nitrification and denitrification phenomena of direct
nitrogen inputs through organic and mineral fertilization and
indirect nitrogen inputs by nitrate leaching and ammonia
e. Direct energy: CO2 emission from fossil fuels consumed
on the farm (electricity and fuel).
f. Inputs: CO2 emission from transport of cattle feed, NO2
emission from fertilizer manufacturing.
Therefore more, Andrian cited different emissions sources of
beef which are illustrated in Table 2: Andrian considered CH4
from enteric fermentation is the important GHG source. While
Gerber his model GLEAM (Global Livestock Environmental
Assessment) ranked the sources of GHG emissions as shown in
a. The greenhouse gases emissions variation factors
b. Rumen activity and Animal feed
c. Rumen activity
The rumen is home to millions of microorganisms that
digest food into co-products. Methane production in the rumen
is related to the size of the protozoa. If the size of protozoa
increases methane production also increases. It is also related to
the percentage of hydrogen used to make methane .
Fibrous and poorly digestible diets cause an increase in
CH4. In the other hand According to Machen et Mccollum diet
influences the amount of methane. Cattle that consuming
stem forage (high fiber) emit more methane then cattle that
consuming concentrate (low fiber). They add that when highly
available carbohydrates are fed at limited intakes, high fractional
methane losses occur. At high intakes of highly digestible diets,
low fractional methane losses occur.
There is a relationship between productivity and GHG
emissions intensity, when productivity and yields increase
GHG emissions intensity decreases. According to Gerber poorer
animal husbandry, lower slaughter weights and higher age
at slaughter leading to higher GHG emissions. An increase in
productivity without an excessive reliance on inputs that allows
for an increase in the average daily gain, this leads to a reduction
in the fattening time, and consequently a reduction in GHGs
emissions associated with production. Guickshank assert that
a good herd management: an adequate diet, a good reform of
unproductive animals, an effective health management capacity
to adapt to environmental changes, leads to a reduction of 2 to
5% of GHGs emitted by cattle farming.
Soil change is reflected in a change of carbon flux in the
soil, it is carbon storage and restorage. This can lead to GHG
emissions of carbon sequestration. Any conversion of a forest or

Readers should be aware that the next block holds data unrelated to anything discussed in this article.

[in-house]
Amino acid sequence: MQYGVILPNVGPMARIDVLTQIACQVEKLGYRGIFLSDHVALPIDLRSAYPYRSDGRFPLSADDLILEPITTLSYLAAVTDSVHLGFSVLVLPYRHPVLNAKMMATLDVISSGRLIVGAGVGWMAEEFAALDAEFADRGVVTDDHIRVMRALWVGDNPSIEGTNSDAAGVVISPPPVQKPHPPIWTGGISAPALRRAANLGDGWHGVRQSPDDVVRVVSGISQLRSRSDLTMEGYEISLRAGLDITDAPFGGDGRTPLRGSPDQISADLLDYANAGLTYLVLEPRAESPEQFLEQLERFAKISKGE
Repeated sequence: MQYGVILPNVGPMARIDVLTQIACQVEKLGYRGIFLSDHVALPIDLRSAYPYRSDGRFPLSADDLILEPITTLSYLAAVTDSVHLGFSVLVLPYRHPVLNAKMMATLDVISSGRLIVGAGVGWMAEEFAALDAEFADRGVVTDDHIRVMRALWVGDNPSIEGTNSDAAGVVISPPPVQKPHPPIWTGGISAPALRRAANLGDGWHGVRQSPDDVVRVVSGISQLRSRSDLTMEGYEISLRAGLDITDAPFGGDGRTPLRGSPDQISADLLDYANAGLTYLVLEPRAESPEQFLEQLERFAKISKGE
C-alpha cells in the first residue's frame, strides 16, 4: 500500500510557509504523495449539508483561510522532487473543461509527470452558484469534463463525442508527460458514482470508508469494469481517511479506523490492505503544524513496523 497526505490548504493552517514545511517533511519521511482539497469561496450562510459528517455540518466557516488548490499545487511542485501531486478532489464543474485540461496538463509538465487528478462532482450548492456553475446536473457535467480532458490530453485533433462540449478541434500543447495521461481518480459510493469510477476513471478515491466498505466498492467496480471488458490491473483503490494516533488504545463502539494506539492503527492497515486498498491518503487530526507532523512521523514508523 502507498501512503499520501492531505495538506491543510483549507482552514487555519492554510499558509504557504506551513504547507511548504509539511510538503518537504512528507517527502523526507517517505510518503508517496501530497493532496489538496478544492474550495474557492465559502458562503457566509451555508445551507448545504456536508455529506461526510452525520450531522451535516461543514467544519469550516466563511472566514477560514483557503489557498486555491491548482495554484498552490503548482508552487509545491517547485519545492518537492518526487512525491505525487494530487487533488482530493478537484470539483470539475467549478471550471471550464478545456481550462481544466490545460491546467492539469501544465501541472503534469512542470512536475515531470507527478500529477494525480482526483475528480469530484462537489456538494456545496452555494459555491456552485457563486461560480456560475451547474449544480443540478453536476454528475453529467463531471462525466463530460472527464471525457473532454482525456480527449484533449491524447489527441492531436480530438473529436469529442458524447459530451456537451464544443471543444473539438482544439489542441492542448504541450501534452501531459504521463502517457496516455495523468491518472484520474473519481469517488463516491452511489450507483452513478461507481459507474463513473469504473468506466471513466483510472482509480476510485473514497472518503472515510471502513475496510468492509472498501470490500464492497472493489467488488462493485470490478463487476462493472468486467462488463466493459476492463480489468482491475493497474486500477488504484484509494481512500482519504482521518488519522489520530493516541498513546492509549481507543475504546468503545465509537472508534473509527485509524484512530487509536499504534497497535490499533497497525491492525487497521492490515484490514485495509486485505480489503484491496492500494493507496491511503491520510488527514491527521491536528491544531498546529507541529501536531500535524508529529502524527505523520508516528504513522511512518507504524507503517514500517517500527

grassland into a crop induces GHG emissions (from 4 to 6 tonnes
of CO2 / ha / year). Conversely, any conversion from a crop to a
grassland induces sequestration of carbon in soils (from 0.84 to
2.75 tonnes CO2 / ha / year) . According to Table, soil change
from crop to grassland is better than soil change from grassland
to crop because it mitigates CO2 emission and capture CO2
Proper nitrogen management can reduce 90% of CO2
emissions . Much of the nitrogen management is evident in
the management of N input at the farm level. Moderate nitrogen
fertilization reduces the purchases of synthesized fertilizers
and consequently reduces carbonic gases emissions associated
with their manufacture and transport (5.3 to 6.1 kg of CO2/kg of
Energy consumption within a farm is the major factor for
CO2 emission. Dollé assert that the consumption of fuel and
electricity causes the direct emission of CO2. So, any reduction in energy consumption will reduce the CO2 emission (mitigation
strategies of energy consumption are more detailed in the third
Technologies and practices that help reduce emissions exist
but are not widely used. Their adoption and use by the bulk of
the world’s producers can result in significant reductions in
emissions. Dollé summarize action levers that can reduce GHG
emissions from cattle (Table 4) it’s through means that act on
Animal feed, productivity and herd management, nitrogen
fertilization and manure management, reduction of energy
consumption and carbon storage. Table 5 shows this means and
their effect on CH4, NO2 and CO2 emissions.
Focusing on animal feed (Table 4), we can use additives
to limit enteric fermentation . Or changing animal diet for
example changing grass to maize can reduce methane from
enteric fermentation . Also, increase the part of concentrate